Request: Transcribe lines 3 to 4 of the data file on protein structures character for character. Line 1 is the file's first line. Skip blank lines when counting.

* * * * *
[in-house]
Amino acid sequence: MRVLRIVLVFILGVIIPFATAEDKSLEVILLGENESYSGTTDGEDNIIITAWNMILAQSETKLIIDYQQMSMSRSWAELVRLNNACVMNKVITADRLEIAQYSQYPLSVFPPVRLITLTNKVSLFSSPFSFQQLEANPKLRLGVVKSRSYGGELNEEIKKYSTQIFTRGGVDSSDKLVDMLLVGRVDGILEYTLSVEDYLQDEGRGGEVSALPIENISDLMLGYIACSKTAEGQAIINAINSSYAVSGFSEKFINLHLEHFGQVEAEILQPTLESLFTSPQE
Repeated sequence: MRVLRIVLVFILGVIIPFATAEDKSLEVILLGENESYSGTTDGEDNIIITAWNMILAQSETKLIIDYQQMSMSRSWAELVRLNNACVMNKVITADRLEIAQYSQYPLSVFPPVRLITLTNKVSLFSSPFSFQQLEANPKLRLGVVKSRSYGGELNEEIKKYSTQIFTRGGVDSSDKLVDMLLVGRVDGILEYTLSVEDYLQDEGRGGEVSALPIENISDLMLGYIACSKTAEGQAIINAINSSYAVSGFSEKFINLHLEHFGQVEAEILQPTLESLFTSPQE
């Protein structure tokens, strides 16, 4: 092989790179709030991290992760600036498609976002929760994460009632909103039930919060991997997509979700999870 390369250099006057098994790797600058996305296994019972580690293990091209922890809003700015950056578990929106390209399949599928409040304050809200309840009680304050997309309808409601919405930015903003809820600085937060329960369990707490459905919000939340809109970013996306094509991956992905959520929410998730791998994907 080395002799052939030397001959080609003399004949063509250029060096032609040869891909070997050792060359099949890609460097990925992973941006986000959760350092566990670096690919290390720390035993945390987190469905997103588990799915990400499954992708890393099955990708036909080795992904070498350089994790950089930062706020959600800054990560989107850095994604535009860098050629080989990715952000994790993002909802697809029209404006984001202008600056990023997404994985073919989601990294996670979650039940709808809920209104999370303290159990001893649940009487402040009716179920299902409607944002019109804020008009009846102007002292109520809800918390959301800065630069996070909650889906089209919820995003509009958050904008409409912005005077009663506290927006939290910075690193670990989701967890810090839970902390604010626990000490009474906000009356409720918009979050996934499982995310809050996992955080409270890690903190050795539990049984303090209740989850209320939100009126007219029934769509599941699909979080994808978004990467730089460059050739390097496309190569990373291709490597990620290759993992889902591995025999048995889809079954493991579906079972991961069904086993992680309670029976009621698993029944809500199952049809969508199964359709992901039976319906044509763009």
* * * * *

Repeated sequence: MRVLRIVLVFILGVIIPFATAEDKSLEVILLGENESYSGTTDGEDNIIITAWNMILAQSETKLIIDYQQMSMSRSWAELVRLNNACVMNKVITADRLEIAQYSQYPLSVFPPVRLITLTNKVSLFSSPFSFQQLEANPKLRLGVVKSRSYGGELNEEIKKYSTQIFTRGGVDSSDKLVDMLLVGRVDGILEYTLSVEDYLQDEGRGGEVSALPIENISDLMLGYIACSKTAEGQAIINAINSSYAVSGFSEKFINLHLEHFGQVEAEILQPTLESLFTSPQE
């Protein structure tokens, strides 16, 4: 092989790179709030991290992760600036498609976002929760994460009632909103039930919060991997997509979700999870 390369250099006057098994790797600058996305296994019972580690293990091209922890809003700015950056578990929106390209399949599928409040304050809200309840009680304050997309309808409601919405930015903003809820600085937060329960369990707490459905919000939340809109970013996306094509991956992905959520929410998730791998994907 080395002799052939030397001959080609003399004949063509250029060096032609040869891909070997050792060359099949890609460097990925992973941006986000959760350092566990670096690919290390720390035993945390987190469905997103588990799915990400499954992708890393099955990708036909080795992904070498350089994790950089930062706020959600800054990560989107850095994604535009860098050629080989990715952000994790993002909802697809029209404006984001202008600056990023997404994985073919989601990294996670979650039940709808809920209104999370303290159990001893649940009487402040009716179920299902409607944002019109804020008009009846102007002292109520809800918390959301800065630069996070909650889906089209919820995003509009958050904008409409912005005077009663506290927006939290910075690193670990989701967890810090839970902390604010626990000490009474906000009356409720918009979050996934499982995310809050996992955080409270890690903190050795539990049984303090209740989850209320939100009126007219029934769509599941699909979080994808978004990467730089460059050739390097496309190569990373291709490597990620290759993992889902591995025999048995889809079954493991579906079972991961069904086993992680309670029976009621698993029944809500199952049809969508199964359709992901039976319906044509763009």